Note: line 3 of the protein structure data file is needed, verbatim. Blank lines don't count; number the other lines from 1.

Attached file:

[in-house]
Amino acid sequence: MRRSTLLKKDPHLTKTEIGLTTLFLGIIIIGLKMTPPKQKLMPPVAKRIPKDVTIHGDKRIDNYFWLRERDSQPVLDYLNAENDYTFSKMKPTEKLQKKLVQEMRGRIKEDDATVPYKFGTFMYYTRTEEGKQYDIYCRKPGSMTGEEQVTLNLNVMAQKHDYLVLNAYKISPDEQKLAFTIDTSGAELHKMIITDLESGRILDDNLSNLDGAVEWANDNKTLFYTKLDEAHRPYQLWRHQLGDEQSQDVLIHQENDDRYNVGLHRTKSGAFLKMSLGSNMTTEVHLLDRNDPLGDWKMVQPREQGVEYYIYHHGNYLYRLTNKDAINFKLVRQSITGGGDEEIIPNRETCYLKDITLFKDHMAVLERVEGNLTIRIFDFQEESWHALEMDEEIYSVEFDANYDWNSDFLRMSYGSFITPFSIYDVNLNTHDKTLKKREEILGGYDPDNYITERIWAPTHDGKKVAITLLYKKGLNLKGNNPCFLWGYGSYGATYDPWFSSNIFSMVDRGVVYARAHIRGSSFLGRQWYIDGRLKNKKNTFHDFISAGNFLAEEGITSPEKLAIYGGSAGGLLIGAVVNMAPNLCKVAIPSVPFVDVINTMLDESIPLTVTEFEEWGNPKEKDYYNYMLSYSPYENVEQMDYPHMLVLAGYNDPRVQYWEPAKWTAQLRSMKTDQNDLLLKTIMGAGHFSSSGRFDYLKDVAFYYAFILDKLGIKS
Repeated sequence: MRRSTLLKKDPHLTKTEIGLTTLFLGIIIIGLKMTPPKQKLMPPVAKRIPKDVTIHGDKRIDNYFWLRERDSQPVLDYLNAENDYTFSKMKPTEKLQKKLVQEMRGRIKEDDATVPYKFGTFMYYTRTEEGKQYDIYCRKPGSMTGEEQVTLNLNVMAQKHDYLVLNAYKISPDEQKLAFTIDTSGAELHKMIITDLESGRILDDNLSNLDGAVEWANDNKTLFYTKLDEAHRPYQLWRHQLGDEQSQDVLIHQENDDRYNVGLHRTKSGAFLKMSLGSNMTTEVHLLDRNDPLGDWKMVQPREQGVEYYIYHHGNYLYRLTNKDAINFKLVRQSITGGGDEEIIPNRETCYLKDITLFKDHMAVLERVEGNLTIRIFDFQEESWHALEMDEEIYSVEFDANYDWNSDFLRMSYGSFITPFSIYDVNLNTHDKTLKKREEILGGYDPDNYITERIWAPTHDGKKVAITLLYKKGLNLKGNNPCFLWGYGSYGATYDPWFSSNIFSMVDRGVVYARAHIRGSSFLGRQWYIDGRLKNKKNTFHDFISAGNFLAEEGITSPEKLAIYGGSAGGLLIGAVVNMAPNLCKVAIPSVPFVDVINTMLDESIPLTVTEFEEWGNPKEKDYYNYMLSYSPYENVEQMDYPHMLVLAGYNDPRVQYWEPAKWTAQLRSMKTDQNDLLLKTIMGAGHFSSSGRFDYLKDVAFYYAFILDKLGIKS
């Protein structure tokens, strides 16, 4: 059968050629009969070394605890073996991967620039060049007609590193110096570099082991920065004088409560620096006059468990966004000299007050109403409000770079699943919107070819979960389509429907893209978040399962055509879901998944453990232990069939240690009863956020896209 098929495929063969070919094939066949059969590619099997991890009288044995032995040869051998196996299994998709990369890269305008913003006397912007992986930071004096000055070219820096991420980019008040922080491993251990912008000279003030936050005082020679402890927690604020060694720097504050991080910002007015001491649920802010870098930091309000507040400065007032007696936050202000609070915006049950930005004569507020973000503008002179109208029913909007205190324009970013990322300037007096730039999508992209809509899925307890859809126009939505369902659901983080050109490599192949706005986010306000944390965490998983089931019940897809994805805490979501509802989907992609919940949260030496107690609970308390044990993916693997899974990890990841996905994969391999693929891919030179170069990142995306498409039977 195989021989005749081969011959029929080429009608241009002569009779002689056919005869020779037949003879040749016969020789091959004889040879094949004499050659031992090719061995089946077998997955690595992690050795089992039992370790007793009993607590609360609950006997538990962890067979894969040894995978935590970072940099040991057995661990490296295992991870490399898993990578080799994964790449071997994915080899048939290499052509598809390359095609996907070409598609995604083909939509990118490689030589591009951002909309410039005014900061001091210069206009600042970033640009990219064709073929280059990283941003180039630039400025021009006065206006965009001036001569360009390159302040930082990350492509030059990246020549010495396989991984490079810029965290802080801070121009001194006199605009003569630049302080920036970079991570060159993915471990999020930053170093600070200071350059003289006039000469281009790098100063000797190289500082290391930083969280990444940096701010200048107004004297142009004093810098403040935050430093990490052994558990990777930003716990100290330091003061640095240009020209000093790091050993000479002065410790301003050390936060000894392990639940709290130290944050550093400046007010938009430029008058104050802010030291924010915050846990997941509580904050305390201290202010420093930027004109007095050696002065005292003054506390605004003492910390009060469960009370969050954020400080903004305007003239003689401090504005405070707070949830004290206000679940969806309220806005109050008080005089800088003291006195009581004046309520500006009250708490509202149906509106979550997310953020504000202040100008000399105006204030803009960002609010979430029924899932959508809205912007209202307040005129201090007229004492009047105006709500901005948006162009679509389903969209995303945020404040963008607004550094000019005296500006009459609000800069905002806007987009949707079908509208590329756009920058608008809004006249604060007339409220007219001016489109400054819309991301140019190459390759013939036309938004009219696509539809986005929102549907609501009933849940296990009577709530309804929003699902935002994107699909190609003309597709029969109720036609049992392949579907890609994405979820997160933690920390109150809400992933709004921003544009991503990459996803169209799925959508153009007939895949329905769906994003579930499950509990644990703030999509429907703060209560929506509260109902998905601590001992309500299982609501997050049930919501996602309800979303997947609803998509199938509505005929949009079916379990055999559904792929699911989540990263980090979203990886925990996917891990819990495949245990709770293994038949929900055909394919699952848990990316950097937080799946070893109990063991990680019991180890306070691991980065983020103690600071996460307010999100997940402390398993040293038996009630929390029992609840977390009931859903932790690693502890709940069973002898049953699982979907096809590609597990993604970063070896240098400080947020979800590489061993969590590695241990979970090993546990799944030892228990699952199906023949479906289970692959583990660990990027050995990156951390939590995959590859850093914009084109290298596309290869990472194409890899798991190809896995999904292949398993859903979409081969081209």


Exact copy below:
Repeated sequence: MRRSTLLKKDPHLTKTEIGLTTLFLGIIIIGLKMTPPKQKLMPPVAKRIPKDVTIHGDKRIDNYFWLRERDSQPVLDYLNAENDYTFSKMKPTEKLQKKLVQEMRGRIKEDDATVPYKFGTFMYYTRTEEGKQYDIYCRKPGSMTGEEQVTLNLNVMAQKHDYLVLNAYKISPDEQKLAFTIDTSGAELHKMIITDLESGRILDDNLSNLDGAVEWANDNKTLFYTKLDEAHRPYQLWRHQLGDEQSQDVLIHQENDDRYNVGLHRTKSGAFLKMSLGSNMTTEVHLLDRNDPLGDWKMVQPREQGVEYYIYHHGNYLYRLTNKDAINFKLVRQSITGGGDEEIIPNRETCYLKDITLFKDHMAVLERVEGNLTIRIFDFQEESWHALEMDEEIYSVEFDANYDWNSDFLRMSYGSFITPFSIYDVNLNTHDKTLKKREEILGGYDPDNYITERIWAPTHDGKKVAITLLYKKGLNLKGNNPCFLWGYGSYGATYDPWFSSNIFSMVDRGVVYARAHIRGSSFLGRQWYIDGRLKNKKNTFHDFISAGNFLAEEGITSPEKLAIYGGSAGGLLIGAVVNMAPNLCKVAIPSVPFVDVINTMLDESIPLTVTEFEEWGNPKEKDYYNYMLSYSPYENVEQMDYPHMLVLAGYNDPRVQYWEPAKWTAQLRSMKTDQNDLLLKTIMGAGHFSSSGRFDYLKDVAFYYAFILDKLGIKS